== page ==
The October update of the Common Agricultural Policy greening schemes, issued this week, contains various elements that are relevant to our customers:
Nitrogen fixing crops (including pasture legumes) are now weighted at 0.7 instead of 0.3, which equates to 1 square-metre of nitrogen-fixing crop, worth 0.7 square-metres of area under the EFA rules.
There are no specific restrictions on the use, location or inputs (e.g pesticides and herbicides) but farmers must have the crop in the ground during the inspection period.
Pasture legumes include: Bird’s foot trefoil, Clovers, lucerne, sainfoin, sweet clover. These must be grown as a pure stand, not mixed with grass if part of an EFA.
Growing catch crops and cover crops as an EFA
Catch and cover crops are designed to protect the soil and use available nutrients between harvest and sowing. The crops farmers can grow as an EFA are those that give the best chance of:
• establishing within the sowing period
• growing quickly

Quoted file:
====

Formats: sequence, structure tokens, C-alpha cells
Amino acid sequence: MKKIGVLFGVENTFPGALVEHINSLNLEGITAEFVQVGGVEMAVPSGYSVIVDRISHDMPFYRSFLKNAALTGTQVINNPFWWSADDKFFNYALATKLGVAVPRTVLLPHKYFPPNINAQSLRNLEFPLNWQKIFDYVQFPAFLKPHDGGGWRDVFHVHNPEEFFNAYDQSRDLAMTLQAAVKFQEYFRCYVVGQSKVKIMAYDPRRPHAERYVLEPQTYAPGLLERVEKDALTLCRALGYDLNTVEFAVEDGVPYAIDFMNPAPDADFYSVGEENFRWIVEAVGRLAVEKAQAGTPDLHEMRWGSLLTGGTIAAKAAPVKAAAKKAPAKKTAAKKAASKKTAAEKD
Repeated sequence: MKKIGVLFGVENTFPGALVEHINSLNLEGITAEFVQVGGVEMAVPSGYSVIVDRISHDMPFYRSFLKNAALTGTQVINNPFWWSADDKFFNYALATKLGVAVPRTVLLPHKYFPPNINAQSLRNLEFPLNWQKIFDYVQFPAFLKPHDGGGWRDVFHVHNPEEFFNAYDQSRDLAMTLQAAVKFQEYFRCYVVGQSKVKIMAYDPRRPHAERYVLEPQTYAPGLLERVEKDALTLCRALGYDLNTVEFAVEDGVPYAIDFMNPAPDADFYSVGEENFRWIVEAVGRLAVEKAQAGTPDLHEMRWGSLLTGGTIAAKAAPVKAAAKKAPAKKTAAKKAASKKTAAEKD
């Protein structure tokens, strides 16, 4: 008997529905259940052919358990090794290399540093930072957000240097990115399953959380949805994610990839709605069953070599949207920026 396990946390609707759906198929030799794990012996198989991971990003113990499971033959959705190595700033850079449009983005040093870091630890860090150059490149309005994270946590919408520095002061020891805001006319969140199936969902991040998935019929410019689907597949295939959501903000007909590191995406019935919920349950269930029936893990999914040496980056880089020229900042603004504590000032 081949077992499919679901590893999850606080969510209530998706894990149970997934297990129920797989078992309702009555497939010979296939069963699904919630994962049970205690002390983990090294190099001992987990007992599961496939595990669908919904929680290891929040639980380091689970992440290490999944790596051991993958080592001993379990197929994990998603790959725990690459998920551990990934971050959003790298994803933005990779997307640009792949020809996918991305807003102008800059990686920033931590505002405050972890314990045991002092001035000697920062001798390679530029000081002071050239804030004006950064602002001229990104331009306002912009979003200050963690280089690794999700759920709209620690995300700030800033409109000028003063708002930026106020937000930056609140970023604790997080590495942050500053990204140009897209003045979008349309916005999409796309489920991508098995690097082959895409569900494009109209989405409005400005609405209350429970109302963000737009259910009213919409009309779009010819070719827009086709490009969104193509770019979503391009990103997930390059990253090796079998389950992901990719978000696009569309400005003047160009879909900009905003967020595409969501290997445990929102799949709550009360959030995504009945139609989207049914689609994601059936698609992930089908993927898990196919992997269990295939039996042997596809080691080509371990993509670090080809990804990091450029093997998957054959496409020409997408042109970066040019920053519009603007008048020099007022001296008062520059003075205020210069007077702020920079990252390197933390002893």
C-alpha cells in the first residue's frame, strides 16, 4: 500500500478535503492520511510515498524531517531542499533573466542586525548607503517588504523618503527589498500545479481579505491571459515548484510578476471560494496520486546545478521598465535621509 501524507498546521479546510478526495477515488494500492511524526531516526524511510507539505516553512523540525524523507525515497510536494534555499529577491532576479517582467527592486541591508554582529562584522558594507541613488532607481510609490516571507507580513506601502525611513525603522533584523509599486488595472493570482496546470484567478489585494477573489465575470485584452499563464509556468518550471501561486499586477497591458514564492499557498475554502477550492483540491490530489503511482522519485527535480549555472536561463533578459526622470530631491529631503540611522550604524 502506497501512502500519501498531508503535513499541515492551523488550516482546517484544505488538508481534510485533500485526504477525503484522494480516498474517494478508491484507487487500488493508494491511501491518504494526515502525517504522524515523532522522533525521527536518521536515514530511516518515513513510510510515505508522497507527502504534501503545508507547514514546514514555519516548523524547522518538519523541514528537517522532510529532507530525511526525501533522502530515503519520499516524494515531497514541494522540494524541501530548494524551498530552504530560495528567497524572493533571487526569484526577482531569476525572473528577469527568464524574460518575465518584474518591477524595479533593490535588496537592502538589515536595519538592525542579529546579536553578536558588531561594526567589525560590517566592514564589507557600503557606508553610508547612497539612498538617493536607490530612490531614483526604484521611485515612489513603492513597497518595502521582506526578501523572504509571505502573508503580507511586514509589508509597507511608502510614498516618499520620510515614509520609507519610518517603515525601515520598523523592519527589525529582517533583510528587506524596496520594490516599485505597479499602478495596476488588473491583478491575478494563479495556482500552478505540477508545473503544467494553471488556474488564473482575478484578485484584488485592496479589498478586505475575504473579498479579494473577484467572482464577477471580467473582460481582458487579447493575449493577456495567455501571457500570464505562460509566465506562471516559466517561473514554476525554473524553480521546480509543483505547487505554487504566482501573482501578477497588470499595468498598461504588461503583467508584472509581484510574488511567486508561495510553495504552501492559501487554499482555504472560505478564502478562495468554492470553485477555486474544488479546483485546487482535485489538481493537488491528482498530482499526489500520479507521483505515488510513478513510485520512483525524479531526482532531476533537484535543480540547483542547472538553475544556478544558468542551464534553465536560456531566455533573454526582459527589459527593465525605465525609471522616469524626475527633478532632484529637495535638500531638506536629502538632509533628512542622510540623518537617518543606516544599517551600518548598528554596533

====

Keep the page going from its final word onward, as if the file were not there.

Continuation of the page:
• achieving ground cover
• having different rooting depth types.
Farmers must use a sown mix of at least 2 different cover types (1 cereal and 1 non-cereal). However, grass can be used as either a catch crop or a cover crop as long as it was under-sown in the previous crop and is sufficiently established.
Crops that farmers can grow in the sown mix are: rye, vetch, phacelia, barley, mustard, oats and lucerne
This list is based on the crops that have been used successfully for Environmental Stewardship in recent years. The regulations don’t allow farmers to include crops that are usually grazed, so we haven’t included kale or stubble turnips.
The rules on establishing grass on fallow land have changed.
A farmer can sow grass on fallow land during the fallow period as long as they do not carry out any agricultural production during the period. This will apply to fallow land counted for both the crop diversification and EFA rules. The crop diversification fallow period is 1 May to 30 June.
Rules updated since 2014
Date Posted: 30th October 2014